DK:       So can you show us some examples of how social media is being used?

JL:        Sure.  So like I said, we have a Facebook page, and we use the Facebook page for many different things, primarily for promoting events, and then repurposing some of the content that we’re already putting out from the church, whether that’s bulletin content or sermon content.  Typically when I get a large number of requests for a sermon, I know that it hit, it resonated with people, and so rather than just leaving it on our traditional audio outlets, Soundcloud, iTunes, those types of things, I will actually go to social media and promote the sermon and say, hey, I got a lot of requests for the sermon last week, so I thought that it might be valuable to more people.  Because if it speaks to a felt need of the congregation and it starts to, you start to get that sense that people enjoyed it and then they want to listen to it again, or share it with friends, I go straight to social media and make sure that it gets the, has the largest reach that it can possibly have.

DK:       So Facebook you use primarily for internal communications.

JL:        By virtue of the fact that they’re public, you do get a certain amount of, of bleed beyond just internal communication, because everybody has access to it.  And when we post something that resonates with people, they’ll share it.  And we trust that if they’re sharing it, that there are other people beyond the walls of the church and beyond the walls of church membership that are able to see and connect.  And we actually have had some people that have written in to us and thanked us for posting a particular thing, that it spoke them and God used it to grow their walk.  So it’s a powerful tool.

              When it comes to using social media, there’s a lot of free tools as well that help with scheduling, timing of events.  One of the ones that I use, one of the tools that I use is called Buffer, and Buffer allows me to take Facebook and Twitter specifically and set up a schedule of posts.  Let’s see if I can show you here.

I go through the bulletin, I go through our calendar, I find events that people are probably going to want to know about, and this allows me to sit down and in 15, 20 minutes craft a post for each of those events and schedule it.  So, for instance, next Tuesday Pastor Chad will be doing his Tuesday morning Bible study.  I’ve already done a Facebook post that will hit the night before for our membership at 8 o’clock, and then there will be a follow-up post with one hour to go at 9 o’clock Tuesday morning, letting people know that it’s one hour to go until the Bible study.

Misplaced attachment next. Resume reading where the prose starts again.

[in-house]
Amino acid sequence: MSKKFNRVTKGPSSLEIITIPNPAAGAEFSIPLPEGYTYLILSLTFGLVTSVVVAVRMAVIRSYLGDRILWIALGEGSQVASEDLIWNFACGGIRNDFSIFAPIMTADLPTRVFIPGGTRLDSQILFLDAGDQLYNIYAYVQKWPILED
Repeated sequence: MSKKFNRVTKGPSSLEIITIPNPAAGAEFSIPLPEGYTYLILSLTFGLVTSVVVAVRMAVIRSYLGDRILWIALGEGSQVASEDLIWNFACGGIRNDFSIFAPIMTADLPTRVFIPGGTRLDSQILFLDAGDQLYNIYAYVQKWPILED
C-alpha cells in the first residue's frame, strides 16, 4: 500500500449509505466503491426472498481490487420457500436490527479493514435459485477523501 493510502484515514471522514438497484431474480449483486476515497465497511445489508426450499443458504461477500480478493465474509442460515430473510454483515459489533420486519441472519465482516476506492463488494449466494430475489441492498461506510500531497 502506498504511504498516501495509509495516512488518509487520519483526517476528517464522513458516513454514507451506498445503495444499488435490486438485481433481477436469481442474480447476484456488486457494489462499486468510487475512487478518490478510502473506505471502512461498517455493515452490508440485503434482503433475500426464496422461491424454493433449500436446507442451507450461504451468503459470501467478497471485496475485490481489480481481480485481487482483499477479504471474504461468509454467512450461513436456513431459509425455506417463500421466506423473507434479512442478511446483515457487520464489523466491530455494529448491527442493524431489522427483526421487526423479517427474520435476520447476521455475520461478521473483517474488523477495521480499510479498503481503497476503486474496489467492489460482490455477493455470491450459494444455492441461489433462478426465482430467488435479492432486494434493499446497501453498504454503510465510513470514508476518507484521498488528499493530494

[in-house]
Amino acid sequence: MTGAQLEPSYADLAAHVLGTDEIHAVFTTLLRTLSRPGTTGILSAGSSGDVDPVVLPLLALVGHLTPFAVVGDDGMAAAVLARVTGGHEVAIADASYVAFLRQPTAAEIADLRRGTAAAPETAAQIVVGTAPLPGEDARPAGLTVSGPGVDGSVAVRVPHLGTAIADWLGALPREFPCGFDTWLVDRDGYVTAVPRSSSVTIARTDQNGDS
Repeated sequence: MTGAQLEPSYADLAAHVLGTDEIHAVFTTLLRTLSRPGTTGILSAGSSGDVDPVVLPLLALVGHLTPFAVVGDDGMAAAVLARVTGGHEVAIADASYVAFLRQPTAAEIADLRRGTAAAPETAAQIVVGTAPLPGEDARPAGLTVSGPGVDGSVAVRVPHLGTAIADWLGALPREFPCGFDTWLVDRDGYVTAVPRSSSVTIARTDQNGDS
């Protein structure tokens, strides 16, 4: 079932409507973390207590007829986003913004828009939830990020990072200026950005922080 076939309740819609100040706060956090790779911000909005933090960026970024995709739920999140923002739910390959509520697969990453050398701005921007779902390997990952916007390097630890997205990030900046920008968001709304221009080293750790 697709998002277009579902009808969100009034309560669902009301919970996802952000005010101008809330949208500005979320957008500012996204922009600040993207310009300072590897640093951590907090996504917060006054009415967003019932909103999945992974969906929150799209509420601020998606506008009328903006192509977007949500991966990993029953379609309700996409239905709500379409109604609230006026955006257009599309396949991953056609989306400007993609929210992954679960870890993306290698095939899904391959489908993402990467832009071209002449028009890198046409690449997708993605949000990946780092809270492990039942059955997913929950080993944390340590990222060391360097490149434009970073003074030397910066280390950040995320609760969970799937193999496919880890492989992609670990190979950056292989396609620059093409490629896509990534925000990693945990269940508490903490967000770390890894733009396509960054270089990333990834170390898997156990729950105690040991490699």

Sometimes it feels like over-communication to mention an event multiple times, but the reality is that not everybody is seeing every instance of an event that you post.  So posting it several times, there are probably a small percentage of people that will see both posts, but a majority of people will only see one or the other, and may not see it at all, the way that social media works.  So we want to make sure that we’re consistent, and Buffer is a great tool that allows me to do that, to schedule a lot of my regular weekly outreach.  Or if there’s a special event that I know is coming, and it’s been on the calendar for a month, I can go up and set up a post in advance.  So I’m not having to do it, I’m not having to sit down at the computer right at that given moment, oh, I have a post that needs to go out at 7 p.m. on Friday.  I don’t have to stay here or sit in front of the computer at 6:59 so I can hit post at 7 o’clock.  I can actually schedule it in advance.  And it’s a very valuable tool for being able to do so.

DK:       Did you mention, is it a free resource?

JL:        They have a free version.  We use the paid version here, but they also do have a free version that will allow you to do 75-80 percent of what we use it for.  It will allow you to do all of the advanced scheduling for posts.

DK:       Now, what kind of social media tools are there for reaching outside of the congregation?

JL:        Well, like I said, I think that all social media gets a, you get that bleed effect where it bleeds beyond the borders of the church congregation into the, into external communication, reaching the community. The most important thing to remember is that what you’re sharing needs to be created and messaged such that it’s valuable content that people will share. 

              Because ultimately when it comes to social media, people will share what speaks to them.  And that’s how you get out beyond the confines of your following, you know, we’re blessed to have, I think, just over 1100 Facebook followers.  But when we share something that resonates with people, we’ll see our reach go to 15 or 16 thousand people.  And that’s above and beyond. I know that the quality of the message and the, the importance of the message, that it’s a Gospel-centered message that’s going to reach that many people, and that it was this free tool that allowed me to do it, it’s just, it’s an amazing thing, it’s a very humbling thing.  It’s beautiful, beautiful to watch it work.

DK:       So the communication matrix, that sounds intriguing.  Can you expound on that a little more?